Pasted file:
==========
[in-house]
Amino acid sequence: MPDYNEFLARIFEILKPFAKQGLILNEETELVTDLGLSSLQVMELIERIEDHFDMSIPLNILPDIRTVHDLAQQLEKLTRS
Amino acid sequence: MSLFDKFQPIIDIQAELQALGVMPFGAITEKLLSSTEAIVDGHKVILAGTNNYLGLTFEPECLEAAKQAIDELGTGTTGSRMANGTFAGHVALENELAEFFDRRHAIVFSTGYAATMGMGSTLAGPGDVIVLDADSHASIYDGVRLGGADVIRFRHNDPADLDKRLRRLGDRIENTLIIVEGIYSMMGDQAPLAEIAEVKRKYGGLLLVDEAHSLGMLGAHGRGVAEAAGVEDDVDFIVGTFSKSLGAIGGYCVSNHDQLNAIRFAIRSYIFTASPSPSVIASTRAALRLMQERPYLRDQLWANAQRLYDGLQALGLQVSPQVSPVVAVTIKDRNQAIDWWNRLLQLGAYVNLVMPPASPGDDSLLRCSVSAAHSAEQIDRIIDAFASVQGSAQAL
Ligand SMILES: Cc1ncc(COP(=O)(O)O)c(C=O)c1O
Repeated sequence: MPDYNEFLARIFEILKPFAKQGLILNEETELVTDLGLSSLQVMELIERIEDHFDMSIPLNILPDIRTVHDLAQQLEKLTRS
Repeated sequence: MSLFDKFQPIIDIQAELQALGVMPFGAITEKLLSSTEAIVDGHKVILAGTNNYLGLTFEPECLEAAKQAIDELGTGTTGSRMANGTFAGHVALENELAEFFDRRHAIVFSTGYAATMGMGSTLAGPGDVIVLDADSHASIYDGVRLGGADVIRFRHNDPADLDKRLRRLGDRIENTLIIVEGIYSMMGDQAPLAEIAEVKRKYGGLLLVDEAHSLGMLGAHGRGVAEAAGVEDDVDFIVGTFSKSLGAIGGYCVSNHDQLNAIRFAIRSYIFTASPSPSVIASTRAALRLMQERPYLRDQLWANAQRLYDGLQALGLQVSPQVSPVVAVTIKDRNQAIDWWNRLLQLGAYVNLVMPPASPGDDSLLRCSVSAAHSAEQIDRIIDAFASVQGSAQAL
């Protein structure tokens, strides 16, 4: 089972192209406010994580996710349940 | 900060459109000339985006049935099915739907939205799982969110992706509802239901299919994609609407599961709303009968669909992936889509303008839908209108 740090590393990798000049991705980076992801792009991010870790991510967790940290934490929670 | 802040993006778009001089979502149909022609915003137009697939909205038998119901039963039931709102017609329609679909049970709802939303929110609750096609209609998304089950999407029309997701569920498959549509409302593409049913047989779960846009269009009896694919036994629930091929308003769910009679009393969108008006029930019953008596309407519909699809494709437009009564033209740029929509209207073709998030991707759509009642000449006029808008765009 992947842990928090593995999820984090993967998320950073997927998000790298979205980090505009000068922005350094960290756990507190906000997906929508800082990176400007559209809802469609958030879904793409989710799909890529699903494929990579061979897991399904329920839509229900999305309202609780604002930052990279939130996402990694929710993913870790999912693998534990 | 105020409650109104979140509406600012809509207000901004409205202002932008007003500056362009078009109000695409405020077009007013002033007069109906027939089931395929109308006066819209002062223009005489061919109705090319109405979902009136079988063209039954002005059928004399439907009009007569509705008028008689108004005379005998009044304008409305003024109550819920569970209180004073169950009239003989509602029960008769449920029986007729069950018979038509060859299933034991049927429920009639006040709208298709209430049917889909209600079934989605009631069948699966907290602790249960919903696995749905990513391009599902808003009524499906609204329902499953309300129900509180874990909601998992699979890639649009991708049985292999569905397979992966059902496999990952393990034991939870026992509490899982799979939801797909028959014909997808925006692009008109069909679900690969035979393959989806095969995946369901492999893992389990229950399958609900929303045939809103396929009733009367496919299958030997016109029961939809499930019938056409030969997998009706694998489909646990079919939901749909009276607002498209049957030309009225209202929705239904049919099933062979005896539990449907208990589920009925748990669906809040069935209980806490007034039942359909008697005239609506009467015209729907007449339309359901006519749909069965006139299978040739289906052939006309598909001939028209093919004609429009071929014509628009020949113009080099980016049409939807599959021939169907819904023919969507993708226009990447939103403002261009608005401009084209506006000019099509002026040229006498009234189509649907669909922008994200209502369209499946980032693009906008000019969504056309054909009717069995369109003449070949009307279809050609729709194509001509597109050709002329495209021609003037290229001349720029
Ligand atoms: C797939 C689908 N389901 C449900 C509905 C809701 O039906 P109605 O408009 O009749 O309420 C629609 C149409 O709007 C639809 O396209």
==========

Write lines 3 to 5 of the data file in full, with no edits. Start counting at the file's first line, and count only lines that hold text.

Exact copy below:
Amino acid sequence: MSLFDKFQPIIDIQAELQALGVMPFGAITEKLLSSTEAIVDGHKVILAGTNNYLGLTFEPECLEAAKQAIDELGTGTTGSRMANGTFAGHVALENELAEFFDRRHAIVFSTGYAATMGMGSTLAGPGDVIVLDADSHASIYDGVRLGGADVIRFRHNDPADLDKRLRRLGDRIENTLIIVEGIYSMMGDQAPLAEIAEVKRKYGGLLLVDEAHSLGMLGAHGRGVAEAAGVEDDVDFIVGTFSKSLGAIGGYCVSNHDQLNAIRFAIRSYIFTASPSPSVIASTRAALRLMQERPYLRDQLWANAQRLYDGLQALGLQVSPQVSPVVAVTIKDRNQAIDWWNRLLQLGAYVNLVMPPASPGDDSLLRCSVSAAHSAEQIDRIIDAFASVQGSAQAL
Ligand SMILES: Cc1ncc(COP(=O)(O)O)c(C=O)c1O
Repeated sequence: MPDYNEFLARIFEILKPFAKQGLILNEETELVTDLGLSSLQVMELIERIEDHFDMSIPLNILPDIRTVHDLAQQLEKLTRS